Newspaper Page Text
(i tare, 1 sm Auris
CLEARFIELD, PA., FEB. 26, 1862.
Time of Carl lea7ins Tyrone Station.
Fast Lino, 9.17 P- M. Mail Train, 11.55 A M.
5.40 P. M
C 40 A. M. Mail train.
Leboi," your communication haaunavoid
ably been crowded out.
AHr-CTATtD. We have been informed that
Jamel Glenn, uo was wounded In the battle
at Dranesvllle, had hia leg amputated several
daya since. He was a member ot Captain E.
A. IrTln'a company.
BoRoroa Elcctiox The follows narncd
persons were elected on Friday the 21st Inst :
Justice of the Peace, John Shugart j Consta
ble, JohnGuelicb; Assessor, Frank Short
School Directors, Geo. Thorn, Michael Kittle
barger. Wm.Biglcr; Overseers of Poor, A.
M. Hills, A. C.FJn'an ' Judge of Elections,
JZenrr Stono; Inspectors, John Troutman, R.
' Wallace, Kr- High Constable, David Johns
-ton; Burgess, G. L. Reed Town Council,
.John M'Pherson, J. C. Whitehill; Auditor,
William V. Wright. .
How to go to Sleep. .No doubt theru are
. many of our readers who understand this de
lightful art to perfection ; but there are cer
tain conditions of animal economy, even in a
htate of health, when "tired nature's sweet re
storer" refuses to close our lids and seems
.pertinaciously to fly from ns though wooed
: ever so warmly. The most natural and facile
.method is to place the head in a comfortable
posit ion, and then, taking in a full inspiration,
breathe as much as possible through the nos
trils. The attention must now be fixed upon
the fact of breathing. The patient must im
agine that he sees the breath passing from his
nostrils ; and the Tery moment ho brings his
mind to conceive this, apart from all other
ideas, consciousness and memory depart, and
he sleeps. The method is strange, but aim
pie, and the experiment will prove its truth.
TnE 51st Penn'a Regiment. This regiment
participated in the recent battle at Roanoke
Island. The following allusion to tho regi
ment is from the special correspondence of
the N. T. Tribune :
Gen. Reno now came np with his brigade,
consisting of the 21st Massachusetts, 51st New
York, 51st Pennsylvania and 9th New Jersey,
and pushing through the swamps and tangled
undergrowth, took up a position on the right,
with the view of turning the enemy. This
was done with the greatest alacrity. Mean
while the contest raged hutly in front, our
men behaving gallanily, not wavering for a
moment. The Massachusetts men vied with
the men of Connecticut ; those of New York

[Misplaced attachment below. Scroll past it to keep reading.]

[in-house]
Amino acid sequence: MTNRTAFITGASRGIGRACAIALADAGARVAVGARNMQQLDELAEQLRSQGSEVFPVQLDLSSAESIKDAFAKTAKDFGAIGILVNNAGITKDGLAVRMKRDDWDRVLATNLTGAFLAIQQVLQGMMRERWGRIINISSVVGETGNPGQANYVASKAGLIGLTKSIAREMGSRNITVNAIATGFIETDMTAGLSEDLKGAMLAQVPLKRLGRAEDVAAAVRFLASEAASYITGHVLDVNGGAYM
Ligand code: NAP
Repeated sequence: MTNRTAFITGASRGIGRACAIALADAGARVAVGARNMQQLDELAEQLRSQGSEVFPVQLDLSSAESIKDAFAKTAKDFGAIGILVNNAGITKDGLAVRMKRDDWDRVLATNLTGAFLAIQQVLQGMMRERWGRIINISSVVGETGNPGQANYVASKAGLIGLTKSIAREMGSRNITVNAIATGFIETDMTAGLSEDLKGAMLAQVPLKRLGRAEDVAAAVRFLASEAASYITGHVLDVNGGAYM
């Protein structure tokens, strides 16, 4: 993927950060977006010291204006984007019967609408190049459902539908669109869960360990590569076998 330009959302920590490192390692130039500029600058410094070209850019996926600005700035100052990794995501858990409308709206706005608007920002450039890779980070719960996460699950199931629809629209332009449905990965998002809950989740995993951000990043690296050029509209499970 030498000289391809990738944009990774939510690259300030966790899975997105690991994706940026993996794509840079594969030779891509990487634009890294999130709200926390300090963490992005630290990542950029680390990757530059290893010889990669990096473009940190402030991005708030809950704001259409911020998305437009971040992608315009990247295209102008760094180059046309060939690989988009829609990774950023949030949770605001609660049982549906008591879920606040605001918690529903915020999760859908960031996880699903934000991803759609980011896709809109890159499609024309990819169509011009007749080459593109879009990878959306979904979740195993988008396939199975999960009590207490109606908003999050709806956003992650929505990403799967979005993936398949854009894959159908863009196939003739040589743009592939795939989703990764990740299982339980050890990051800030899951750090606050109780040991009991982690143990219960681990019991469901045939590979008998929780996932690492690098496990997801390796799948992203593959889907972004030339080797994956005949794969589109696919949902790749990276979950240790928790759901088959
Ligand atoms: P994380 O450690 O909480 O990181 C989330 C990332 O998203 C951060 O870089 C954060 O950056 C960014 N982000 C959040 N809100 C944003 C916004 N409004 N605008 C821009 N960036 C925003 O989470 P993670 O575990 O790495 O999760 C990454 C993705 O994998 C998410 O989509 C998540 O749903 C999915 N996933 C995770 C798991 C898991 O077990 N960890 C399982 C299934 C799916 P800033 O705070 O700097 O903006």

and New Jersoy courageously supporting
their brethren of Pennsylvania. Our troops
gradually overcome the difficulties which im
peded their approach, and though fighting at
great disadvantage, and suffering severely,
made a steady advance. Regulars were never
It gives us pleasure to notice that among
the officers of the 51st Pcnu'a regiment are,
Adjutant D. P. Bible of Philipsburg, Capt. A.
11. Snyder of Bellefonte, and Lieut. P. A.
(Liulin of Frunchville, who are well known to
many ot the citizens of this county. All
honor to ur brave boys.
The "Bccktails." No other regiment in
the service, perhaps, enjoys such a wide-spread
reputation as the "Bucktails," or Kane Rifles.
The peculiar names they have given them
selves, and their peculiar mode of dress, by
which they are so readily distinguished, have
no doubt assisted in bringing this regiment so
prominently before tho public to say nothing
of their courage and righting capacity, as ex
hibited in their recent conflict with the rebels
at Dranesville. The "Bucktails" are as fond
of fun as they are of fight. Recently, it is
said, the larger portion of tho regiment, then
at leisure enjoyed the rare .sport of a fox chase,
though l ecessarily on a less extended scale
than is usually allotted to iport of that kind.
The fox was driven from his lair, in an ad
joining wood, and presented himself a short
distance fiom the lino of tho regiment, when
nearly alt hands started olT, helter-skelter, af
ter the fashion of a scrub-race," in hot pur
suit. The poor fox did not run far before he
was completely surrounded, and escape seem
ed impossible. Yet he managed to elude
their grasp, but was finally captured by one of
tli outer picket s, on a desperate bayonet charge,
which had the effect merely to wound him,
and thus save his foxship for another chase,
fn the wild pursuit given by the "Bucktails,"
several of them suddenly came upon a ''head
long steep," and down they went, to the num
ber of a score or more, one upon the other,
until, flually, tfaey reached the bottom in a
"mass of confusion," more easily immagined
than described. Nobody was hurt, however,
aiid all hands greatly enjoyed the sport.
The Aids. Secretary Stanton, in reply to a
resolution of the Senate, furnishes that body
'th a list of aids-de-camp appointed under
!!c act of August 5, 1861. The whole num.
lr is 52 seventeen colonels, at a salary (in
cluding pay, clothing and subsistence) $2,457,
W'l an allowance of 5591 for servants ; twelve
Jieutenant-coloels, with an income of $2,071,
A and $531 for servants; nine majors, on tha
Ja' of $1,782, servants $591; and fourteen
clI'tains,pay $l,566,servants $295,50. Among
-e captains are the Orleans Princes.